Then and Now (Cape Collaboration)
Larry Krone

Nationally-known multi-media artist Larry Krone grew up in St. Louis but has not returned to exhibit his work since 2006. On Friday, Oct. 2, that changes when the Sheldon Art Galleries opens an exhibition of his pieces, which combine found textiles, graphics and craft materials with his own artistic stamp.

Larissa White, Sicily Mathenia and Cameisha Cotton as the Heathers in New Line Theatre's "Heathers"
Jill Ritter Lindberg / Provided by New Line Theatre

When Scott Miller founded St. Louis’ New Line Theatre in 1991, his mission was to present edgy musicals. Problem was, hardly any were available.

“So in the early years, we did some shows that I wrote and we did some re-imagined shows, like ‘Camelot’ with a really small cast, that kind of thing,” Miller said.

Twenty-five years later, it’s a very different story.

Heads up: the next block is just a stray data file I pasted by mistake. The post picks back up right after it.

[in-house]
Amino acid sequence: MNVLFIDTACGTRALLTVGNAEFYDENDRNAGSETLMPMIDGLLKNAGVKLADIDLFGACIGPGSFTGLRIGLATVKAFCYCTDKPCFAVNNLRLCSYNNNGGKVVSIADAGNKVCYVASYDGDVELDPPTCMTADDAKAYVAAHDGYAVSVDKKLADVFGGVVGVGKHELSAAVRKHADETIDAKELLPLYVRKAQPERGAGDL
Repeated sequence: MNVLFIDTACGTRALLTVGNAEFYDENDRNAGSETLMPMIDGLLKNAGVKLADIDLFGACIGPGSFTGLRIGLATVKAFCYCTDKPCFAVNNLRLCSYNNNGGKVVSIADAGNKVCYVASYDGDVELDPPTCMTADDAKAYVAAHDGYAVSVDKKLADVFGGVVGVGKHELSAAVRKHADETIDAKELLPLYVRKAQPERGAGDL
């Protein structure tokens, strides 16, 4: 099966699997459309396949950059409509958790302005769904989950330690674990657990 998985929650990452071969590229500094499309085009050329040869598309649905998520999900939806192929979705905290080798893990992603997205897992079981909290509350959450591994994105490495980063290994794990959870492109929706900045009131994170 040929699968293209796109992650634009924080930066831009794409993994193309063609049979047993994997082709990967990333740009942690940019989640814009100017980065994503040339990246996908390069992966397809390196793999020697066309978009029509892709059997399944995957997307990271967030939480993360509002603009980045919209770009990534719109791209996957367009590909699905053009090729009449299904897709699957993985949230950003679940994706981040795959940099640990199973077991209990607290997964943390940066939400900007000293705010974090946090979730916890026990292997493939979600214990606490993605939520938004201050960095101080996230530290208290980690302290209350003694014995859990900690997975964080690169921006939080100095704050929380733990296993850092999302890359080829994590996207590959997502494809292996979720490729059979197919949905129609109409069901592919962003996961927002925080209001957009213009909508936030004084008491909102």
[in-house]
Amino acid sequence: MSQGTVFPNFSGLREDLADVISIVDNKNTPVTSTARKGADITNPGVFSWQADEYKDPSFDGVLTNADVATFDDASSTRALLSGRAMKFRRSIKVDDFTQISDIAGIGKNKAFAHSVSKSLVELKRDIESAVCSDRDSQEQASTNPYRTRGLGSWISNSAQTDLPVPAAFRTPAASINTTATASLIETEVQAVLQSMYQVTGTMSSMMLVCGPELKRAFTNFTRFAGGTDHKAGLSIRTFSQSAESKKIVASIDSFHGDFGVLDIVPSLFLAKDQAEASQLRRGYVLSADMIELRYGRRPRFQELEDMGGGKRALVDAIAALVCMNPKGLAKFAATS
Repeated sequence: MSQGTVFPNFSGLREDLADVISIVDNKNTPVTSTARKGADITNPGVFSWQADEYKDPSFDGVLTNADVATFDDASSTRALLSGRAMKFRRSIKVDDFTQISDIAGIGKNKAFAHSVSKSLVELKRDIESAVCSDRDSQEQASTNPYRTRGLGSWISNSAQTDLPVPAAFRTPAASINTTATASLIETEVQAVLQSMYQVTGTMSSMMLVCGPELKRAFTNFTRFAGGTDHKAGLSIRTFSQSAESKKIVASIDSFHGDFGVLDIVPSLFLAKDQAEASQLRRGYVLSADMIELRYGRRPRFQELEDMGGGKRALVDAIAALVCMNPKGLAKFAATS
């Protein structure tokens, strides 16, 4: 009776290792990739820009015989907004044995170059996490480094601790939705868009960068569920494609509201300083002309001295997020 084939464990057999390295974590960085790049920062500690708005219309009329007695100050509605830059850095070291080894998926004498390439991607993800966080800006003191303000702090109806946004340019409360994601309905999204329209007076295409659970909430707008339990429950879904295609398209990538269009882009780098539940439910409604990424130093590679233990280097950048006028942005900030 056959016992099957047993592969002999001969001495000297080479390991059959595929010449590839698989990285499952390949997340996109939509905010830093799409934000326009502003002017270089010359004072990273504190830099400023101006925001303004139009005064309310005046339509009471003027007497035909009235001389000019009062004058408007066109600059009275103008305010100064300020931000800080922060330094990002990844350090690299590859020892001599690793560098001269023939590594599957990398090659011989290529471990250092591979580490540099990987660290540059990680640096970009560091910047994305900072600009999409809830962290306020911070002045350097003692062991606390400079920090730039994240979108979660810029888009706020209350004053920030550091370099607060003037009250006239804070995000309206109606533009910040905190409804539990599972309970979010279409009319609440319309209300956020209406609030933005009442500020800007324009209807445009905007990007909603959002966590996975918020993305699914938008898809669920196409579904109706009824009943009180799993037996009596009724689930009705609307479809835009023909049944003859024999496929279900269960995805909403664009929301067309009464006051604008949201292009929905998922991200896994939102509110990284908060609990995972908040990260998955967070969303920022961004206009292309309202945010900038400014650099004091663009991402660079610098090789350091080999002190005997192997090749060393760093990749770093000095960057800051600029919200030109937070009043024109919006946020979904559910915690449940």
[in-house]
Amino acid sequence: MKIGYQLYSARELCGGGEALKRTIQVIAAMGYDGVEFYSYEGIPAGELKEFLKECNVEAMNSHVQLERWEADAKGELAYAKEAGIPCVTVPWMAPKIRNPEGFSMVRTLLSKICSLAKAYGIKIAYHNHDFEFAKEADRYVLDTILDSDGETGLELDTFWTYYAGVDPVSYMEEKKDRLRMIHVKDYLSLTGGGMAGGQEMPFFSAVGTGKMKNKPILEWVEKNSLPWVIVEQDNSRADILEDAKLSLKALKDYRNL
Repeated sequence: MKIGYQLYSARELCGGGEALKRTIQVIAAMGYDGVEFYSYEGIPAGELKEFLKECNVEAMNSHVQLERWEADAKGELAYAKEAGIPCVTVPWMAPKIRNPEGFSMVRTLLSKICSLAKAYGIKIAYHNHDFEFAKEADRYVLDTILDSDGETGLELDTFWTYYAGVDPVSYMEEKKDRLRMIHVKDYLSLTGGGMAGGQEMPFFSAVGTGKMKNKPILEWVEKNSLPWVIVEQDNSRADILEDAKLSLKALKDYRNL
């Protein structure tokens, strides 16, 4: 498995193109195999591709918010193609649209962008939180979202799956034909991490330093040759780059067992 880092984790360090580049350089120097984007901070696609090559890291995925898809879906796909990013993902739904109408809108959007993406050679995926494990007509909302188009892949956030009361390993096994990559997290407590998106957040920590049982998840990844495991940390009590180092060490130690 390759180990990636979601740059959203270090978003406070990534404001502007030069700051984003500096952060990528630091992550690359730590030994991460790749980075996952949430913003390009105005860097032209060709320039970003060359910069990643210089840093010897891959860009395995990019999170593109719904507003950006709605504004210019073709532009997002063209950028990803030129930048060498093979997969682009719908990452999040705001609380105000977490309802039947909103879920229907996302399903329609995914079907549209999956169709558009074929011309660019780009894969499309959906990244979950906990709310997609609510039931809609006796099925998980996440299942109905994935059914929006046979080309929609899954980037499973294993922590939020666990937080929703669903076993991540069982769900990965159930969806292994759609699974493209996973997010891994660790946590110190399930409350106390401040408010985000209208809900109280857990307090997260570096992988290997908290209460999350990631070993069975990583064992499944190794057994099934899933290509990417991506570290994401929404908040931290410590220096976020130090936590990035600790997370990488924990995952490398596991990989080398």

The St. Louis Chamber Chorus' composer-in-residence, Melissa Dunphy, smiles with artistic director Philip Barnes on "Cityscape."
Aine O'Connor | St. Louis Public Radio

The Saint Louis Chamber Chorus begins its diamond jubilee season Sunday, September 27, in celebration of its long tradition of introducing a cappella music—familiar, unfamiliar, new, traditional—to St. Louis audiences.

Ernest Brooks

In 2015, it is hard to imagine a scuba diving trip that would not include at least 400 selfies. Not the case for world-renowned ocean photographer Ernest Brooks, whose exhibition "Silver Seas: An Odyssey" is now on display at the International Photography Hall of Fame.


Aine O'Connor, St. Louis Public Radio

Next week, New Line Theatre will celebrate its 25th anniversary by opening the regional premiere of “Heathers” in its brand-new digs: The Marcelle Theater, a new 150-seat black box theatre space in Grand Center built by Ken and Nancy Kranzberg.